Hardware acceleration for physics is still in its infancy, but Microsoft
appears to be wasting no time getting in on the action. According to an
on ExtremeTech, Microsoft is actively developing a Direct Physics
application programming interface to complement the DirectX toolkit.
posting on Microsoft’s website reads:
The Windows Graphics and Gaming Technology group is looking for a
software design engineer to join a growing team responsible for
developing Direct Physics. This team is responsible for delivering a
great leap forwards in the way game developers think about integrating
Physics into their engines. . . . You will be a member of the core
engine team who will be primarily responsible for working closely with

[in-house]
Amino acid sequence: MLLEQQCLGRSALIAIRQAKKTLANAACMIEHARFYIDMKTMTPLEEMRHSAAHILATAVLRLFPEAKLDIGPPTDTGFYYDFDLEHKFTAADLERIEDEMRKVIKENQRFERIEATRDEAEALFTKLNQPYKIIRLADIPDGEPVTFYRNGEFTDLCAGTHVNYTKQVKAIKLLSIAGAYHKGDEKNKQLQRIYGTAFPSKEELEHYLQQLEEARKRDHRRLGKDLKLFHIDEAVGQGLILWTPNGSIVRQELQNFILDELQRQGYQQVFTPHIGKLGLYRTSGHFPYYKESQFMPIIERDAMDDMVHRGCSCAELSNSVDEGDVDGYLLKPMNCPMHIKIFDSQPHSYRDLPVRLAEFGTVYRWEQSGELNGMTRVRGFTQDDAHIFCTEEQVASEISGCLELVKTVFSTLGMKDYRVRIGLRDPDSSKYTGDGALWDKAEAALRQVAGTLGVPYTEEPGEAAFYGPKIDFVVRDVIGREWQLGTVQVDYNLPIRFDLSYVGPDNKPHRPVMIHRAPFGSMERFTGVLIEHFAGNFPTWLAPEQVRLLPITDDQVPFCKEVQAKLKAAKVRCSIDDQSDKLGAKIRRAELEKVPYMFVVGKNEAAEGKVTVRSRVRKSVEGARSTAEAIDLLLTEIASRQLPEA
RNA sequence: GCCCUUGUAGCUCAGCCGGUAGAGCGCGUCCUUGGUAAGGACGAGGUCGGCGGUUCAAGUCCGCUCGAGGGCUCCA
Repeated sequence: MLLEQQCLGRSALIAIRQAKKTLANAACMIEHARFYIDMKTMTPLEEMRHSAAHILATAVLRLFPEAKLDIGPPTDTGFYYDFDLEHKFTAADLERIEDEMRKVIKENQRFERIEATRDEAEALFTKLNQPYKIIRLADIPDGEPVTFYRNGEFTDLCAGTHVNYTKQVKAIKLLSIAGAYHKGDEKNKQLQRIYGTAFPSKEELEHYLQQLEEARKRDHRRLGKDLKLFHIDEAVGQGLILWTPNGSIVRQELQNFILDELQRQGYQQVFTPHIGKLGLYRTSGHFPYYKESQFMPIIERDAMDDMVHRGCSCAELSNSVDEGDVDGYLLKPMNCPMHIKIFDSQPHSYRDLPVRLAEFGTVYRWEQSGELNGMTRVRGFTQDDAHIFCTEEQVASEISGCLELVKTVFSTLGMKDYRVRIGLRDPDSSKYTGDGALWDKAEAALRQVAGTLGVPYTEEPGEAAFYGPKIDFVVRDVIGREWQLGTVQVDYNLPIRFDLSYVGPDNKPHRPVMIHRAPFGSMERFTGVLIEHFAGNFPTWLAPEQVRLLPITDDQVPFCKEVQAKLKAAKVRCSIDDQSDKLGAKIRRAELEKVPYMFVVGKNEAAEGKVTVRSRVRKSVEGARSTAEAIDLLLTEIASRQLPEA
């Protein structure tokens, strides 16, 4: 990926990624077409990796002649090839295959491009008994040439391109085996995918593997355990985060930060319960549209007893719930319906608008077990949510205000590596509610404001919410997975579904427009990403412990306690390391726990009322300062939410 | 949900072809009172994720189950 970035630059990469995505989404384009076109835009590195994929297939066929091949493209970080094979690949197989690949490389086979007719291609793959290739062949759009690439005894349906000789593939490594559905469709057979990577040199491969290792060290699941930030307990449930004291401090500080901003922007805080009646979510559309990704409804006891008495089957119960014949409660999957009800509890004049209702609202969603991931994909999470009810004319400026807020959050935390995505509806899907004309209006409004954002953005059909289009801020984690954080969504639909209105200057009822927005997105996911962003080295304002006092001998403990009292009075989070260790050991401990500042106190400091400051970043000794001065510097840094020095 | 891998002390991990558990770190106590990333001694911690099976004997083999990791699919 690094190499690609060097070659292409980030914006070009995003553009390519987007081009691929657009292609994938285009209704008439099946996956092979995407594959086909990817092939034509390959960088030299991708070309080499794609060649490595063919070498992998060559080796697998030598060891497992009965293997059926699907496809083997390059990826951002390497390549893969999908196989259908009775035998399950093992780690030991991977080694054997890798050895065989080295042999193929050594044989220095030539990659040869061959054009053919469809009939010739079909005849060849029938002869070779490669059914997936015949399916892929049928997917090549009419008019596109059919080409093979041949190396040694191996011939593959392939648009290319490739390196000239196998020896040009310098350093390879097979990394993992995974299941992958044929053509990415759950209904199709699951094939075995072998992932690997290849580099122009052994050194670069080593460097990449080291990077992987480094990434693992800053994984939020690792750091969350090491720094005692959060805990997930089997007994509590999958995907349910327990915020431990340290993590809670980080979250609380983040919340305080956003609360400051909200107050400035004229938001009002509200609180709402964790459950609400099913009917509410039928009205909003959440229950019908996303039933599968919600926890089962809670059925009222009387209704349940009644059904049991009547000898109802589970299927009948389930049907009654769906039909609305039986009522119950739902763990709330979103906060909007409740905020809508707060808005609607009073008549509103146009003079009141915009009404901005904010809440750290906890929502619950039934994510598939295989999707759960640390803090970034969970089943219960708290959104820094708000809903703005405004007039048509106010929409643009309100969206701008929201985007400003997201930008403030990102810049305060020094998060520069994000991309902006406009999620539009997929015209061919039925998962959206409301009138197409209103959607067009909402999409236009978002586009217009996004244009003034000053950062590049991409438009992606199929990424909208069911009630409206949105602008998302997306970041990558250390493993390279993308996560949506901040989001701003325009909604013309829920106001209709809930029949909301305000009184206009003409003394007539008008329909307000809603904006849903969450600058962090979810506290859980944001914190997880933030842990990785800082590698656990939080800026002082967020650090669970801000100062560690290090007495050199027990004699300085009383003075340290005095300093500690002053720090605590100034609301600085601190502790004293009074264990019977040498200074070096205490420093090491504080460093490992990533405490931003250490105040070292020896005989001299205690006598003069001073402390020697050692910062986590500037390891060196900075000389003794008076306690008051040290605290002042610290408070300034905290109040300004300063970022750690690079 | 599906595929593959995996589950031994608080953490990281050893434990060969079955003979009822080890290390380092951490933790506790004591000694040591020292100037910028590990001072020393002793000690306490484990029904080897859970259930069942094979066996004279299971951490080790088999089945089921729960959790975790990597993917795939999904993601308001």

our Direct3D team, helping to define, develop and map optimized
simulation and collision algorithms onto data structures that are
optimized for the GPU.
The job posting dates back to August 2005, so a Direct Physics API could
be well underway by now.
Going by the mention of “data structures that
are optimized for the GPU,” it sounds like Direct Physics may be similar
to Havok’s Havok
FX API, which harnesses shader power on modern graphics cards for physics acceleration. ExtremeTech does point out, however, that Microsoft licensed Ageia’s PhysX SDK for an apparently unrelated